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Pandemic teacher shortages imperil in-person schooling.

Across the United States, state education and district officials say the pandemic has intensified a longstanding teacher shortage to crisis levels.

As spikes in cases and exposures have forced more teachers to stay home, the shortage is among the main reasons that schools or whole districts have had to halt in-person instruction, often for weeks.

“It’s just such a ripple effect,” said Laura Penman, the superintendent of Eminence Community Schools, a tiny district in rural Indiana. The district had to briefly close its only elementary school in November because an infected educator had come into contact with several colleagues.

Desperate to stanch staffing shortfalls, districts are increasing pay for substitutes and even advertising for temporary positions on local billboards. Some states and districts have suspended college course requirements, or permitted abbreviated online training, for emergency substitute teachers.

Although stopgap solutions may be necessary during the pandemic, education experts say they could diminish the quality of in-person learning, further disrupting education for a generation of children.

Public school systems in the United States have been grappling with a shortage of full-time teachers for years. There is reduced education funding in many states, and one study before the pandemic reported that schools nationwide needed more than 100,000 additional full-time licensed teachers, particularly in science and special education. The coronavirus is vastly exacerbating that shortfall, experts say, by prompting many teachers to quit or retire early.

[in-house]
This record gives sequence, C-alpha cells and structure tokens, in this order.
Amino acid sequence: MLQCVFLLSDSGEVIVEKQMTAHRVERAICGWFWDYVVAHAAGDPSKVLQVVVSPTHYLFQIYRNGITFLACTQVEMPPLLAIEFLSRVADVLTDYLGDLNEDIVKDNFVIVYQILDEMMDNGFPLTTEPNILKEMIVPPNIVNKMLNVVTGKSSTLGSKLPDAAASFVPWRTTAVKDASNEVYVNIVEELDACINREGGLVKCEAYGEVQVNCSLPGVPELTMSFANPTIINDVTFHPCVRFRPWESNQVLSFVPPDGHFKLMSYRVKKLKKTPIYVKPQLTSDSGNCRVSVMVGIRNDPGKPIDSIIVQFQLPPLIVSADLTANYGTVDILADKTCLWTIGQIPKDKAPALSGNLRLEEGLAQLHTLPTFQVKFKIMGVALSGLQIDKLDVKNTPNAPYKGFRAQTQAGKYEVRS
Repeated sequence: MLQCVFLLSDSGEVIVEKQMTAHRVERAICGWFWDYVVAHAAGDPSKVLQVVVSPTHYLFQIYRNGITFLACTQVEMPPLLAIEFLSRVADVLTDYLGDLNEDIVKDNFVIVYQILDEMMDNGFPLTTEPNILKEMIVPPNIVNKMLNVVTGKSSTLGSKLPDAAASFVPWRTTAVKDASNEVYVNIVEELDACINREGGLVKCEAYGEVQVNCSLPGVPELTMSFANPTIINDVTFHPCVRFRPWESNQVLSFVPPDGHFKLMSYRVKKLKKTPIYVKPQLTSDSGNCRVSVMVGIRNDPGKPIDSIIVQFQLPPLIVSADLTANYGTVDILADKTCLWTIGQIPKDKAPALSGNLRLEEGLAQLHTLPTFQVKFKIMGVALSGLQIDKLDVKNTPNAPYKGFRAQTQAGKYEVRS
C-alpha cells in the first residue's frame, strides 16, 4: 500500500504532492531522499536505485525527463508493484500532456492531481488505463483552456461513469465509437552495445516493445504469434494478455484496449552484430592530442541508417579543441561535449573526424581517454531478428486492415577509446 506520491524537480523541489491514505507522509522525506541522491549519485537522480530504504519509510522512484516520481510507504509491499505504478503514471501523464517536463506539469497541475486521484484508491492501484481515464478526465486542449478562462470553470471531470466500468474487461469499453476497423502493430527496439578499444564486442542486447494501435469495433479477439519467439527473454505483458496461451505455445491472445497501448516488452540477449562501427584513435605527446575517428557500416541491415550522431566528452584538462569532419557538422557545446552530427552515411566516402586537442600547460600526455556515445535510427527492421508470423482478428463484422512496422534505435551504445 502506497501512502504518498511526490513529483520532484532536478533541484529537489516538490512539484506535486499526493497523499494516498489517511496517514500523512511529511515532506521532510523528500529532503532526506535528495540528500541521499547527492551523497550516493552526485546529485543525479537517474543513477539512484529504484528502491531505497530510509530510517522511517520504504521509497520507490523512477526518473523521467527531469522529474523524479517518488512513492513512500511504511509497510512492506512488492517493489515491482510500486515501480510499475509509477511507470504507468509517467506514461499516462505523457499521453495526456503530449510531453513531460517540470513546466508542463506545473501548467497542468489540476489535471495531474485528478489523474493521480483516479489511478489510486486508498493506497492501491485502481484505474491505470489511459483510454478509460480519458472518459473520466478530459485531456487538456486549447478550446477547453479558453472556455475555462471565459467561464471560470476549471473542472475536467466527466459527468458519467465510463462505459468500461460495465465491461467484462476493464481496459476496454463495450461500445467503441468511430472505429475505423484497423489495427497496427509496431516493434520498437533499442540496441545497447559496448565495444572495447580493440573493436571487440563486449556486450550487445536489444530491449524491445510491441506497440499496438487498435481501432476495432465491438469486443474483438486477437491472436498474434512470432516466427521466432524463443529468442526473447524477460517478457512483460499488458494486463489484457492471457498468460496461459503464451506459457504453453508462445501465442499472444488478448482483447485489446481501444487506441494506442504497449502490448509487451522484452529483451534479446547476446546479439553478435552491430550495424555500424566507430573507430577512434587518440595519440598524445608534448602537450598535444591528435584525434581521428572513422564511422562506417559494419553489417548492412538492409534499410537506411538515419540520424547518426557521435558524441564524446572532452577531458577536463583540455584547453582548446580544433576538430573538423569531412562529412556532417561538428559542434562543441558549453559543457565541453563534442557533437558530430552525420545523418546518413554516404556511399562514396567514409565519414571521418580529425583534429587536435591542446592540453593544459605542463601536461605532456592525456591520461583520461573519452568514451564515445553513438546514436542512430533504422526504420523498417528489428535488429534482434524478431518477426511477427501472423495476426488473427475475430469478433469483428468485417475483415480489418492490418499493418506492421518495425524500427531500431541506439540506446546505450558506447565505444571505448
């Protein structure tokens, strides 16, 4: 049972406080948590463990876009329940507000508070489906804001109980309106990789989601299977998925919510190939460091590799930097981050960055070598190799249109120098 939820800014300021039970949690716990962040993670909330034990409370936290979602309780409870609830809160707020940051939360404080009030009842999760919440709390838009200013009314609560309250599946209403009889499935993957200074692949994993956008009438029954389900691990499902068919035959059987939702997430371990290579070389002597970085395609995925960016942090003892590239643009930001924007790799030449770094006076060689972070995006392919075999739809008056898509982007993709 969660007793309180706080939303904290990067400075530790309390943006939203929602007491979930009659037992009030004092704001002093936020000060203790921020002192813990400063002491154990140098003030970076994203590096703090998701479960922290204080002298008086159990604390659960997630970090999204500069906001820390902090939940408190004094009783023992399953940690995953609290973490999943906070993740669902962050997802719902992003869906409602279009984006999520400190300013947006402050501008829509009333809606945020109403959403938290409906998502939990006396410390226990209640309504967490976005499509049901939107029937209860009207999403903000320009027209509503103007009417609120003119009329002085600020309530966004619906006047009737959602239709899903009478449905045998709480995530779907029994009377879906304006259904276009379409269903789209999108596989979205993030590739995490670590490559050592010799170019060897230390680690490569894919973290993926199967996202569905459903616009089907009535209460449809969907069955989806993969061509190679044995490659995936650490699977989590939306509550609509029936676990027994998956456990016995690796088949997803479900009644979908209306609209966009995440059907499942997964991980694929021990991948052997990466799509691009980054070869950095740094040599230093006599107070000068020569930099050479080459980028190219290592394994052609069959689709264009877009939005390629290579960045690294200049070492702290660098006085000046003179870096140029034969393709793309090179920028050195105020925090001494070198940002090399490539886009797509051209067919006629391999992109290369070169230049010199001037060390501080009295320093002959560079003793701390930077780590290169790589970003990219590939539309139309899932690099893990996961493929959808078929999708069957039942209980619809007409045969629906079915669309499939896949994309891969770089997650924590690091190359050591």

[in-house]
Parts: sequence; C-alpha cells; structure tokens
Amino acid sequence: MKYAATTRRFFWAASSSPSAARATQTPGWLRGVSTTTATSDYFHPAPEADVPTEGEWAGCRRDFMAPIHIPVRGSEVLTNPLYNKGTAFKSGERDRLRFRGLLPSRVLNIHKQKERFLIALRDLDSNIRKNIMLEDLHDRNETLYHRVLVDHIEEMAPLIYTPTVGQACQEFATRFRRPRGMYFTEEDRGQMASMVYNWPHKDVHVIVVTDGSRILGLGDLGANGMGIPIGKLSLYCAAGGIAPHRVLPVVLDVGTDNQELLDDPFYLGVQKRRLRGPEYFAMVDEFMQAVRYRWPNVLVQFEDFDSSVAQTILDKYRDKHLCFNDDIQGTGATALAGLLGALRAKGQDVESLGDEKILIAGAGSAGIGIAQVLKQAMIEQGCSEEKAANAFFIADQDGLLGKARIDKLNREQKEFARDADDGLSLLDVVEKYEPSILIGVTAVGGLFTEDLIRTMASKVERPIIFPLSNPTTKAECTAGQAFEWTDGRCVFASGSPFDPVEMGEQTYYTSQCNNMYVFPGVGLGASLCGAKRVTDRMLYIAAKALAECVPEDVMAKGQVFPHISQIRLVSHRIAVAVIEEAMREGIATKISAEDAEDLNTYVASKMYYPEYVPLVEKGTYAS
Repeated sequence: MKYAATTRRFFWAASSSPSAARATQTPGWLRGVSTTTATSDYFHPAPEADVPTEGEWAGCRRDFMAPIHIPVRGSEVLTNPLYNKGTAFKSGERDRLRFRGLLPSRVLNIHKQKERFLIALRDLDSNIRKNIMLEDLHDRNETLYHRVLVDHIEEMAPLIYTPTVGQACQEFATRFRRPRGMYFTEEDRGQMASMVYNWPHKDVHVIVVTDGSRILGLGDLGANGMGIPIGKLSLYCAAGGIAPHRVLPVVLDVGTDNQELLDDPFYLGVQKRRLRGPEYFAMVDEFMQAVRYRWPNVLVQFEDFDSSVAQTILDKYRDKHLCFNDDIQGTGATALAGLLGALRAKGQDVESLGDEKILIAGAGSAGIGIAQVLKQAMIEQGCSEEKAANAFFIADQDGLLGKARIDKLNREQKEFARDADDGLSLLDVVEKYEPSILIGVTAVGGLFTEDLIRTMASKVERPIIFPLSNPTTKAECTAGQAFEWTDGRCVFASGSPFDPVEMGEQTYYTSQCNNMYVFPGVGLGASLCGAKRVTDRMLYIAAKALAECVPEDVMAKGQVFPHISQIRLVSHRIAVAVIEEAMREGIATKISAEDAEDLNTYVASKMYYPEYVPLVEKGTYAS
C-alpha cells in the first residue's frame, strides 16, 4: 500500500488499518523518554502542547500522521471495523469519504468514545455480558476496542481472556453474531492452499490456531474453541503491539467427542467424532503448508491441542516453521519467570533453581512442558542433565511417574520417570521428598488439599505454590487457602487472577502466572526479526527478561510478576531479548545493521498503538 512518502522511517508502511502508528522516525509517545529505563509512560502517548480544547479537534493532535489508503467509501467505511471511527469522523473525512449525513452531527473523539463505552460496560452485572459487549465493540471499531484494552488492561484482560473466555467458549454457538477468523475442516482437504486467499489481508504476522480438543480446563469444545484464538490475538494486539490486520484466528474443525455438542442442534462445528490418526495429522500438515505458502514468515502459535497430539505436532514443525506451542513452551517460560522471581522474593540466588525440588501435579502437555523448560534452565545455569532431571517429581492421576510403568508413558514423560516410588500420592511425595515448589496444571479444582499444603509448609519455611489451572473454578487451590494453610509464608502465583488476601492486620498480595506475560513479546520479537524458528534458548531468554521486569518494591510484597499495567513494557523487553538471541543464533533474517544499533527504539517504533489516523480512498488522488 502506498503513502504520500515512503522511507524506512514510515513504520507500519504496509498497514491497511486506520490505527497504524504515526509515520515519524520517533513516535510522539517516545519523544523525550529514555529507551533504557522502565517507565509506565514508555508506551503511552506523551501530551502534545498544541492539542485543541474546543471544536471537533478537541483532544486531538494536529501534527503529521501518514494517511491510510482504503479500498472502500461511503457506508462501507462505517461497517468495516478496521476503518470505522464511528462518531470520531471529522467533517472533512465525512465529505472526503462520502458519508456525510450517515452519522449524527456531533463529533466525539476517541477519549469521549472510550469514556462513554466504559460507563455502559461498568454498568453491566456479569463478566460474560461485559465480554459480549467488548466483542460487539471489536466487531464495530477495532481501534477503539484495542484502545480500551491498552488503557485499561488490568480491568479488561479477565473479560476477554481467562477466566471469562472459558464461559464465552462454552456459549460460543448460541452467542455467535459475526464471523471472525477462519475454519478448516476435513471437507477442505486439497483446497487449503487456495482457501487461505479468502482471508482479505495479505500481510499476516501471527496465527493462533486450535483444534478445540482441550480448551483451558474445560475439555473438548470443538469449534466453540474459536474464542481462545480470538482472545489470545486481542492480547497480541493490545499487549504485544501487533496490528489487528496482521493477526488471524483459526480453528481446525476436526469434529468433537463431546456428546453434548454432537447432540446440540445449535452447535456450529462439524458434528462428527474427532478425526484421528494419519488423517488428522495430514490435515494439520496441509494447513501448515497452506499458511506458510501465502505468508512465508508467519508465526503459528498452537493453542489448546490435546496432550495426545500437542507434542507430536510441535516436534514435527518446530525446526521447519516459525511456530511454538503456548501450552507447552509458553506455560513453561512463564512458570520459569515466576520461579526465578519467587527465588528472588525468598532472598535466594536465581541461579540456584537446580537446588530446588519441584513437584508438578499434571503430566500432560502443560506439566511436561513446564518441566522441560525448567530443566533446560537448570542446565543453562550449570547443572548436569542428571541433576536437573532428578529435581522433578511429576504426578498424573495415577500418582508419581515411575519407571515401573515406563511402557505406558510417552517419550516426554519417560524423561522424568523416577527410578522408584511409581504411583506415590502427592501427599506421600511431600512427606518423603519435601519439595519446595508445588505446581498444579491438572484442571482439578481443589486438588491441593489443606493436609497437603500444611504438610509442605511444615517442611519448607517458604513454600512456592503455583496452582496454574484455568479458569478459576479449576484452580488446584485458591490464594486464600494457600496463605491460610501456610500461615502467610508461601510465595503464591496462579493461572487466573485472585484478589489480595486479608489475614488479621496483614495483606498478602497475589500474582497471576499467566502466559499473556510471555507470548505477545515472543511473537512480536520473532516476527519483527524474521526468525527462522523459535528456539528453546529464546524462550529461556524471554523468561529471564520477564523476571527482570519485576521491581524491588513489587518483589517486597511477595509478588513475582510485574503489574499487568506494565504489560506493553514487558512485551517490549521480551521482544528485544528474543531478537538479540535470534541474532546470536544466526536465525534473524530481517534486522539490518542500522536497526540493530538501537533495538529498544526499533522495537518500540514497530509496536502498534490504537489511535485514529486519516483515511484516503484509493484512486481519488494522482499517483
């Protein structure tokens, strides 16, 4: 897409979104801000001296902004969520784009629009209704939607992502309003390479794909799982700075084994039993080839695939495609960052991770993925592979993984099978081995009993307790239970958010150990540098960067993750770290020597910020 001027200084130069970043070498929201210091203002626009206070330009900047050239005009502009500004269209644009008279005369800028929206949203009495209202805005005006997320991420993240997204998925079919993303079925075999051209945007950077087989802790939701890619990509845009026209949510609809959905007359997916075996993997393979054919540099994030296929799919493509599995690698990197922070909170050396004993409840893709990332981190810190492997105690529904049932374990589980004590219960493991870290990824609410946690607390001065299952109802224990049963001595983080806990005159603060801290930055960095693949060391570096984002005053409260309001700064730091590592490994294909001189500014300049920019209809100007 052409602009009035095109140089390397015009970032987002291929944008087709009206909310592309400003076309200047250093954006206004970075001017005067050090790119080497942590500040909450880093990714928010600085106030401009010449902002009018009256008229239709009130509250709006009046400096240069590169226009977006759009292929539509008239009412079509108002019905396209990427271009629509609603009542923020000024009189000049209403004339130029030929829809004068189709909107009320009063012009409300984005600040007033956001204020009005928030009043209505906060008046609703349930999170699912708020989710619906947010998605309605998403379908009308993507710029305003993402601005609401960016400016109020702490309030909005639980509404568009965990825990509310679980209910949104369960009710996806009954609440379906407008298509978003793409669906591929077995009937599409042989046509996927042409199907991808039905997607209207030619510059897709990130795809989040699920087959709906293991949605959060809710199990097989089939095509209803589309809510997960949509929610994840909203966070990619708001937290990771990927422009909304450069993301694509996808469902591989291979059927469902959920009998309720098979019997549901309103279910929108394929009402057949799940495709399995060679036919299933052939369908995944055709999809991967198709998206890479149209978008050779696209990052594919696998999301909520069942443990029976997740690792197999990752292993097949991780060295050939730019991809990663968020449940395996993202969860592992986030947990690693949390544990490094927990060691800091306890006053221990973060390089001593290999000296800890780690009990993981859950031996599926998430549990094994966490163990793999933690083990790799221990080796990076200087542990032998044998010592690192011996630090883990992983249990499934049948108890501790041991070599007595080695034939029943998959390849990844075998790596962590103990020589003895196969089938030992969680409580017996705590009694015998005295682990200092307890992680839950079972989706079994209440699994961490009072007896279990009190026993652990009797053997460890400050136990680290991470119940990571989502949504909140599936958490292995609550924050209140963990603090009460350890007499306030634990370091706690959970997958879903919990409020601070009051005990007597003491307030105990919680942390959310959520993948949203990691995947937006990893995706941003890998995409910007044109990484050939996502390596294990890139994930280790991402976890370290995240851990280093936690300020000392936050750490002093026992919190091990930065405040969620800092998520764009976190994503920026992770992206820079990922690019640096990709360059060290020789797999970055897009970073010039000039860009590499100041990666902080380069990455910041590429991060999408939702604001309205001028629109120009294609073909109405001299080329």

Education researchers said the pandemic teaching shortage was likely to intensify learning disparities, especially in high-poverty schools where experienced substitutes often chose not to work.

“It’s a disaster. Those kids who have already got the worst of Covid and its consequences are the ones who are going to face a larger lack of sufficient, and sufficiently qualified, teachers,” said Emma Garcia, an education economist at the Economic Policy Institute in Washington. “It’s going to have negative consequences immediately and it’s going to take them longer to be able to catch up.”


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